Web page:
Fairfax County’s upcoming budget won’t fully resolve funding disparities between public defenders and the Commonwealth’s Attorney’s Office.

Instead, county leaders said they’ll continue working with General Assembly representatives to fix funding disparities, where Fairfax County public defenders say they’re underfunded and underpaid.

“I want to acknowledge the request that we received from that office, and I do recognize the ongoing struggle to create parity between their office and the Commonwealth Attorney’s Office,” Lee District Supervisor Rodney Lusk said.

The Board of Supervisors agreed on Tuesday (April 26) to reduce Commonwealth’s Attorney’s Office contribution of around $804,000 and funding to add six positions there, changing its local spending of its advertised budget for prosecutors.

Chief public defender Dawn Butorac was unimpressed by the commitment.

“It is incredibly disappointing that the Board continues to gloss over how important we are to the criminal legal system in Fairfax,” she told FFXnow by email. “Their budget decisions demonstrate that the poor and marginalized citizens in this community are not a priority.”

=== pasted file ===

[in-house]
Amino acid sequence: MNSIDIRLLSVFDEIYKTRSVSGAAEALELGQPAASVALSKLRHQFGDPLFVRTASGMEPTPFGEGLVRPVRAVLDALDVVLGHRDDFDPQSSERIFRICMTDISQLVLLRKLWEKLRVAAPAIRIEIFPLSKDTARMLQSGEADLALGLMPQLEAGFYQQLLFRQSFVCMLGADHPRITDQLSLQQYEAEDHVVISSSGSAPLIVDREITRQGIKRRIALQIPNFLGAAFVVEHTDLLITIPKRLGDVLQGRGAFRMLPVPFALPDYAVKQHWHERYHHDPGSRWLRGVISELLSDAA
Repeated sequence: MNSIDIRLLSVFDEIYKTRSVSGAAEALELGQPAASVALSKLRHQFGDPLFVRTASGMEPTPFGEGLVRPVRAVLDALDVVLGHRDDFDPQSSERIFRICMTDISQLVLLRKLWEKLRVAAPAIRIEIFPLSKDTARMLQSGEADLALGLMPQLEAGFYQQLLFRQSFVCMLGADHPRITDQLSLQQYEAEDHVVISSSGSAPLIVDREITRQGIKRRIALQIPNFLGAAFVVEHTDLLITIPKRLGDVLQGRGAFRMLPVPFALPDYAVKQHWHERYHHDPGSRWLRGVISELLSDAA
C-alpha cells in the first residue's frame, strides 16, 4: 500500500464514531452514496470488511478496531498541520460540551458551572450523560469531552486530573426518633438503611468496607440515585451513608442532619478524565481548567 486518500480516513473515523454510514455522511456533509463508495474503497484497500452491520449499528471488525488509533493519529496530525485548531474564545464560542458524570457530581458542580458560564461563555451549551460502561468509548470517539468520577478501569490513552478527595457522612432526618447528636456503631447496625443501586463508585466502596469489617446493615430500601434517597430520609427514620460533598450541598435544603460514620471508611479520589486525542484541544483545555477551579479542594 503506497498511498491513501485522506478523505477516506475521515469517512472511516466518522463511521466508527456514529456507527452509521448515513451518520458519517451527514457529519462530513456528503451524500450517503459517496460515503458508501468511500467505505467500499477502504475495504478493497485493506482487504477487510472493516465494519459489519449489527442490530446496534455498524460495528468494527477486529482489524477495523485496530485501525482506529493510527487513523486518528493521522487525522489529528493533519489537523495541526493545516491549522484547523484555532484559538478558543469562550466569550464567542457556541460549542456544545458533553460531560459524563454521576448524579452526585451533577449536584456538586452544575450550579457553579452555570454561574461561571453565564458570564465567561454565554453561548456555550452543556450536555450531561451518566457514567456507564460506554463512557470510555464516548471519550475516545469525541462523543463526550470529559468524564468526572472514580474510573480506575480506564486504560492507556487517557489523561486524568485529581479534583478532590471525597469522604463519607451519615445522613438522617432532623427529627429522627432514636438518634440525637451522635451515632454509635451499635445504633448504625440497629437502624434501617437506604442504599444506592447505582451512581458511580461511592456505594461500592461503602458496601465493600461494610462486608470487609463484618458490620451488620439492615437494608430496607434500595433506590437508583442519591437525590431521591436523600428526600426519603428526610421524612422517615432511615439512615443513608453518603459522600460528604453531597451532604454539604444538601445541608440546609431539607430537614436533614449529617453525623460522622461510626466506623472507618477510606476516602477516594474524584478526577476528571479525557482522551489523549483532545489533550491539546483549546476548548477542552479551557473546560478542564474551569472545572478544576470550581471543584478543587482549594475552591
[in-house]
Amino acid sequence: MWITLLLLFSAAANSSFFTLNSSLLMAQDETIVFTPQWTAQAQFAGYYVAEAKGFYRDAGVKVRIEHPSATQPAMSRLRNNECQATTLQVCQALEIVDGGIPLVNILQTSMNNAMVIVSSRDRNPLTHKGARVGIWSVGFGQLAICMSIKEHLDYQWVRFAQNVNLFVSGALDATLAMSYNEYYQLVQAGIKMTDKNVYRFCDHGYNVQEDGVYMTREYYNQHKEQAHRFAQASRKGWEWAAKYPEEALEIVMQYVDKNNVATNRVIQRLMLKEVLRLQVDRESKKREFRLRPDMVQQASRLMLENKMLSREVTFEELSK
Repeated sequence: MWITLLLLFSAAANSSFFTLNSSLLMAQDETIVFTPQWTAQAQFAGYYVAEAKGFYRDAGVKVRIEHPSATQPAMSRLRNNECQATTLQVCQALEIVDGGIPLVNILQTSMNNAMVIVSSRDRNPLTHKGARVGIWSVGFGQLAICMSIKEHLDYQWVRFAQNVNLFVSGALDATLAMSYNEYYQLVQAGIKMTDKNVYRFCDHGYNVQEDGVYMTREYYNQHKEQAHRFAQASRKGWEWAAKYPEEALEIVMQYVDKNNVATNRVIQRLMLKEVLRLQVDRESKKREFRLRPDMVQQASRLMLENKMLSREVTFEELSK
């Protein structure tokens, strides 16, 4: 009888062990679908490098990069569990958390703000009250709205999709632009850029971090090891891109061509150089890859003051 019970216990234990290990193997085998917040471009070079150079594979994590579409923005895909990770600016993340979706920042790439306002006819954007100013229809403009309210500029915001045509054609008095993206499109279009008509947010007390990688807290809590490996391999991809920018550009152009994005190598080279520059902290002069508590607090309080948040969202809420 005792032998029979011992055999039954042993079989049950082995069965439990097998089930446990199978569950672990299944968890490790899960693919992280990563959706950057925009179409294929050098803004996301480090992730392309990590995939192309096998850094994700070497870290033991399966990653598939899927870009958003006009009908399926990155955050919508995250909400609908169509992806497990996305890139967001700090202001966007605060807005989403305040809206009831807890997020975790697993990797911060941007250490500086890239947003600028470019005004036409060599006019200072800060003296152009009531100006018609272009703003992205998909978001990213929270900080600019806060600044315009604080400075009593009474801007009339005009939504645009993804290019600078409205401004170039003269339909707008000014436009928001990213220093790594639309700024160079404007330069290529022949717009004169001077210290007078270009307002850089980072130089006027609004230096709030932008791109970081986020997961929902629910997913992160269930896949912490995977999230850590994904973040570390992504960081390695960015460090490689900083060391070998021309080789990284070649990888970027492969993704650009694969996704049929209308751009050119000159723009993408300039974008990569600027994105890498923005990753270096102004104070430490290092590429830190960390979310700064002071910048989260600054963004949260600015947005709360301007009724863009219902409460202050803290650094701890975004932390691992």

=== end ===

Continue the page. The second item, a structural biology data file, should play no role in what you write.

She said the board told her at the budget meeting that they’ve been trying to resolve the pay issues through the General Assembly.

“Many other jurisdictions in Virginia supplement public defender salaries and do so at a rate higher than the 15% supplement in Fairfax,” Butorac wrote. “Several, in fact, have pay parity or are working towards that goal.”

Butorac wanted around $825,000 for her office, up from its current allocation of $525,000. The office also receives $3.9 million in funding from the state.

Last year, the county extended 15% salary supplements for staff in the public defender’s office.

“We must find more sustainable pathways on working with the state to fund the public defender’s office,” Lusk said, noting he’s committed to working with the rest of the board, Butorac, and state legislators on the matter.

Lusk, who chairs the Board of Supervisors’ public safety committee, said he would participate if necessary in a hearing or meeting in Richmond on the issue.

0 Comments
×

Subscribe to our mailing list